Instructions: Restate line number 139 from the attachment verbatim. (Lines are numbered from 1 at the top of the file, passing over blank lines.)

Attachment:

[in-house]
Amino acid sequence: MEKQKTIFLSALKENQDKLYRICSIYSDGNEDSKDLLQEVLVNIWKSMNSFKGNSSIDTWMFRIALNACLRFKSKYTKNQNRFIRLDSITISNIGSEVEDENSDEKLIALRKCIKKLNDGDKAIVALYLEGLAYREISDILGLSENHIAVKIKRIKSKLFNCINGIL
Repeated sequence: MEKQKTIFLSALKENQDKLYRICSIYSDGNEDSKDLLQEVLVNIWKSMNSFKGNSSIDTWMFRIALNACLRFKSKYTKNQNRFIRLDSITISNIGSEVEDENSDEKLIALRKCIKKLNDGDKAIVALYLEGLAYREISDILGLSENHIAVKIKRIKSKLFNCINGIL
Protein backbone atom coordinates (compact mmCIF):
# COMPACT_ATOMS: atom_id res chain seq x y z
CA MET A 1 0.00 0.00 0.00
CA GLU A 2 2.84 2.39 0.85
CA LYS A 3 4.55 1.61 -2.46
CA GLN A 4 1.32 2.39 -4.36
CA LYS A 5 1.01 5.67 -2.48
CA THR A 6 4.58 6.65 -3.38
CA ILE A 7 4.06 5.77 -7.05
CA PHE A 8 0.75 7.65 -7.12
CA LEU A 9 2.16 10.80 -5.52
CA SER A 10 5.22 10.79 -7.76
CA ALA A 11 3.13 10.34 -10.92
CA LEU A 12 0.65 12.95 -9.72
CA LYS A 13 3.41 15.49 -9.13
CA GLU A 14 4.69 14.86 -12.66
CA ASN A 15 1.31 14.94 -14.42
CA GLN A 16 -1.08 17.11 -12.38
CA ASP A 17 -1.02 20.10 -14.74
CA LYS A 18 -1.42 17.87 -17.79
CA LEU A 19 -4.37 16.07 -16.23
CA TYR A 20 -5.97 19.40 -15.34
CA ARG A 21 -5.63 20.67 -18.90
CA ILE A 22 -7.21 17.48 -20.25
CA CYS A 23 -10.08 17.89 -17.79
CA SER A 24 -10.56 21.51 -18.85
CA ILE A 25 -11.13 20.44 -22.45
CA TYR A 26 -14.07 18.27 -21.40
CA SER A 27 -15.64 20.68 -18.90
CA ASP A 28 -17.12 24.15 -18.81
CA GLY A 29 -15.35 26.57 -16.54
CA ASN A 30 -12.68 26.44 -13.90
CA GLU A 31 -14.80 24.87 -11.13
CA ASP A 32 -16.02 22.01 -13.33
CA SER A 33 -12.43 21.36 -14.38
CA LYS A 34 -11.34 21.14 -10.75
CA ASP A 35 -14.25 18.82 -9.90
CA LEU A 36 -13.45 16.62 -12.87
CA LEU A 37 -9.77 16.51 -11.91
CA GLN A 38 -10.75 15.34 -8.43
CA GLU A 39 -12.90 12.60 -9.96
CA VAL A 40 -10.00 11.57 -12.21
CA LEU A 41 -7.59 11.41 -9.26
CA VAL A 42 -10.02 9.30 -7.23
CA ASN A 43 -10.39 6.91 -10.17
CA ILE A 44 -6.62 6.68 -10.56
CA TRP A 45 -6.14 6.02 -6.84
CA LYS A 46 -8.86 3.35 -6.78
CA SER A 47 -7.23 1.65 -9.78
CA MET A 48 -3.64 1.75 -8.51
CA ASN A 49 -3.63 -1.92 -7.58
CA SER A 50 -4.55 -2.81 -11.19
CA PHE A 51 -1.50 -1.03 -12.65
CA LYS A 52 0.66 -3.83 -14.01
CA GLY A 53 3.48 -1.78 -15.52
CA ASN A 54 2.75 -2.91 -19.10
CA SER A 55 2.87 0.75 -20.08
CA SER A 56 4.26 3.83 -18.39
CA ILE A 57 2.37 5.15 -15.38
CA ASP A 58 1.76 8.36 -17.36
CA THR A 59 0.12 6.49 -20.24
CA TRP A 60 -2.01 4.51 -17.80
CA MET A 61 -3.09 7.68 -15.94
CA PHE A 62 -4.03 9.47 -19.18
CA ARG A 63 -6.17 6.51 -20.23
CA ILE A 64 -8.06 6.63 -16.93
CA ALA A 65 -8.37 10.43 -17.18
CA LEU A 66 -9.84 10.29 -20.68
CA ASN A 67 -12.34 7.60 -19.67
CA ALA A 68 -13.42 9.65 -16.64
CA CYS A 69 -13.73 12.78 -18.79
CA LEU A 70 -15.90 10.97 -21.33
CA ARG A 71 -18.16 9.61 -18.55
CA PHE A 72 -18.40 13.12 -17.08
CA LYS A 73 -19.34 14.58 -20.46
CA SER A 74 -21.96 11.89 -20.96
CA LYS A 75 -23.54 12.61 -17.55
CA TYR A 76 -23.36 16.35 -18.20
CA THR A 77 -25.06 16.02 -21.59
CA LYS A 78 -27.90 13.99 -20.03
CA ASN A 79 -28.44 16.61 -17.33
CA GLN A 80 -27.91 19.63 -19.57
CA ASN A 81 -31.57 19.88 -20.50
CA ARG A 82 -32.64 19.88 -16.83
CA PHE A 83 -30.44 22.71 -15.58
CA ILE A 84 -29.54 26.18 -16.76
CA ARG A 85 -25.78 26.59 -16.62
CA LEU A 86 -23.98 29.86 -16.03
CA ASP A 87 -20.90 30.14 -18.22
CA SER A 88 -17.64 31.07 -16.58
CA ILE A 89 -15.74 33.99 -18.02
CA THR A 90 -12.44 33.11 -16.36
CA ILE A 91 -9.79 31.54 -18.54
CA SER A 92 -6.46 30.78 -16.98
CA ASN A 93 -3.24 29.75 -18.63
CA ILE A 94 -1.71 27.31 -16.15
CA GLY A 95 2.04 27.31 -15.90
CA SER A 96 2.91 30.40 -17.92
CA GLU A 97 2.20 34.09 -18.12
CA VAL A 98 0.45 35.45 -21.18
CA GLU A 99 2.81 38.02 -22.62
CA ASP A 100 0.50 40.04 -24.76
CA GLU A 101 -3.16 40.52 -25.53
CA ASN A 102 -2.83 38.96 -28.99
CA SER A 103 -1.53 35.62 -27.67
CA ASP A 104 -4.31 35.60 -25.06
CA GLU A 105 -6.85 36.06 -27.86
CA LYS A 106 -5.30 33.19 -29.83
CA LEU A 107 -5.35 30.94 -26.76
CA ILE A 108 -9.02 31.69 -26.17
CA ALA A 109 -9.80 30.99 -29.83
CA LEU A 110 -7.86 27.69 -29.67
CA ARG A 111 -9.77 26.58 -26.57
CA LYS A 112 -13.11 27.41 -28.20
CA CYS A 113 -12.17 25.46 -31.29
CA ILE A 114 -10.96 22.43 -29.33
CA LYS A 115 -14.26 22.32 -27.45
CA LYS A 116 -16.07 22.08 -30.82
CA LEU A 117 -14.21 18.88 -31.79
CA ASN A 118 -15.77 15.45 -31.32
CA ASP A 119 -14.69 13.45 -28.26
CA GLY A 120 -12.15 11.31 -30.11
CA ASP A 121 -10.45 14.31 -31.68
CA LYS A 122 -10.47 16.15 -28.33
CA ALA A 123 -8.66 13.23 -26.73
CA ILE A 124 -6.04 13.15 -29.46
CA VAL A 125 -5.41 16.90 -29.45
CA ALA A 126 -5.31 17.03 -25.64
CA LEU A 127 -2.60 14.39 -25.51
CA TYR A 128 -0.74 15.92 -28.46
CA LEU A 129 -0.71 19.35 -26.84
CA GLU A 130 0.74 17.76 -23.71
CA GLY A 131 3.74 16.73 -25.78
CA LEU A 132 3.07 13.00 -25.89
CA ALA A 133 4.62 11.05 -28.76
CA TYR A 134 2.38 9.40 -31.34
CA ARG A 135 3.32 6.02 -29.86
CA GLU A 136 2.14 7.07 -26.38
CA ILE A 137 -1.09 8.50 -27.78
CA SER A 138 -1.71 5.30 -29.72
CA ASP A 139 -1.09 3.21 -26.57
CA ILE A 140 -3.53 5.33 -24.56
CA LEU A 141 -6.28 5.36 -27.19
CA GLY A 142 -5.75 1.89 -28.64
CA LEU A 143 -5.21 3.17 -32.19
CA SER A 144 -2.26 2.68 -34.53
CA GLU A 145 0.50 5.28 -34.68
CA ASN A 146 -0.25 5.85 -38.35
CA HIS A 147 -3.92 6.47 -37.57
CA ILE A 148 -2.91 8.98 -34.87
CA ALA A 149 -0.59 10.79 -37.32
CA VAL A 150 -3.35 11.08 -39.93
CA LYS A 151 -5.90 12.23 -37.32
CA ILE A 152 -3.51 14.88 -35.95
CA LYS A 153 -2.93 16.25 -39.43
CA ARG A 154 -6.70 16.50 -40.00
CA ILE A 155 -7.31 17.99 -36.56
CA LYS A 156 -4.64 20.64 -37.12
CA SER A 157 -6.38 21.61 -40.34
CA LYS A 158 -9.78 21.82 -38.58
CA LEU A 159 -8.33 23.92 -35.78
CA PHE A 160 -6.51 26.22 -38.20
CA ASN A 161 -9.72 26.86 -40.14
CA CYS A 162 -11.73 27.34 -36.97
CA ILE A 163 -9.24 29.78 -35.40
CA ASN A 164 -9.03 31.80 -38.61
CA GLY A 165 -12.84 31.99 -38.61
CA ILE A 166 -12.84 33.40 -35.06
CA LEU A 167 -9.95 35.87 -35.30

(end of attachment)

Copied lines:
CA TYR A 134 2.38 9.40 -31.34